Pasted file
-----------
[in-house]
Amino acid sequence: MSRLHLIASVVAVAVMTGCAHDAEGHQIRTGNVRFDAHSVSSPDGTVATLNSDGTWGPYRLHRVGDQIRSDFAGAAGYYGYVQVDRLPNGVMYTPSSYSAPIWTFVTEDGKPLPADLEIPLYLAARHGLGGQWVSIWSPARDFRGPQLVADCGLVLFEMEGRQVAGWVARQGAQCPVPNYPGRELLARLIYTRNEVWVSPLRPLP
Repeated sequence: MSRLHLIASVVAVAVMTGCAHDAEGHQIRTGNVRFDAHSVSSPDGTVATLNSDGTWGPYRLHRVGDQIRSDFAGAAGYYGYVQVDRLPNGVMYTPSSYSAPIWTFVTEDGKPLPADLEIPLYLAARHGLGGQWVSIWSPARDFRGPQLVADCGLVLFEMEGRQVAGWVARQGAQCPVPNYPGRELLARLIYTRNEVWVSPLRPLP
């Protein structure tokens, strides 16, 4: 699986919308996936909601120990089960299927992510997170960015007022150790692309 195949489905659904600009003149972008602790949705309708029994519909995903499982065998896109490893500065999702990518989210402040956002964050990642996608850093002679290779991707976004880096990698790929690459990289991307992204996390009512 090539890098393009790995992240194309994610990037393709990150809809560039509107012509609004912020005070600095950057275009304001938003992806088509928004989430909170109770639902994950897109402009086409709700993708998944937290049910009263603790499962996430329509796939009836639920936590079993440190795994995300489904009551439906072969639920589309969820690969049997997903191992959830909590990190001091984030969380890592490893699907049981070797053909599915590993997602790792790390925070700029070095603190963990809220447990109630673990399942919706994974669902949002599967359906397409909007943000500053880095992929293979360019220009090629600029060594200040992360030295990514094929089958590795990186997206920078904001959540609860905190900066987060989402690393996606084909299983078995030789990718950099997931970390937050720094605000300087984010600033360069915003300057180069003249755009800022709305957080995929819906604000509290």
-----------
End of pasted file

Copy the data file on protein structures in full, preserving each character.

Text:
[in-house]
Amino acid sequence: MSRLHLIASVVAVAVMTGCAHDAEGHQIRTGNVRFDAHSVSSPDGTVATLNSDGTWGPYRLHRVGDQIRSDFAGAAGYYGYVQVDRLPNGVMYTPSSYSAPIWTFVTEDGKPLPADLEIPLYLAARHGLGGQWVSIWSPARDFRGPQLVADCGLVLFEMEGRQVAGWVARQGAQCPVPNYPGRELLARLIYTRNEVWVSPLRPLP
Repeated sequence: MSRLHLIASVVAVAVMTGCAHDAEGHQIRTGNVRFDAHSVSSPDGTVATLNSDGTWGPYRLHRVGDQIRSDFAGAAGYYGYVQVDRLPNGVMYTPSSYSAPIWTFVTEDGKPLPADLEIPLYLAARHGLGGQWVSIWSPARDFRGPQLVADCGLVLFEMEGRQVAGWVARQGAQCPVPNYPGRELLARLIYTRNEVWVSPLRPLP
């Protein structure tokens, strides 16, 4: 699986919308996936909601120990089960299927992510997170960015007022150790692309 195949489905659904600009003149972008602790949705309708029994519909995903499982065998896109490893500065999702990518989210402040956002964050990642996608850093002679290779991707976004880096990698790929690459990289991307992204996390009512 090539890098393009790995992240194309994610990037393709990150809809560039509107012509609004912020005070600095950057275009304001938003992806088509928004989430909170109770639902994950897109402009086409709700993708998944937290049910009263603790499962996430329509796939009836639920936590079993440190795994995300489904009551439906072969639920589309969820690969049997997903191992959830909590990190001091984030969380890592490893699907049981070797053909599915590993997602790792790390925070700029070095603190963990809220447990109630673990399942919706994974669902949002599967359906397409909007943000500053880095992929293979360019220009090629600029060594200040992360030295990514094929089958590795990186997206920078904001959540609860905190900066987060989402690393996606084909299983078995030789990718950099997931970390937050720094605000300087984010600033360069915003300057180069003249755009800022709305957080995929819906604000509290």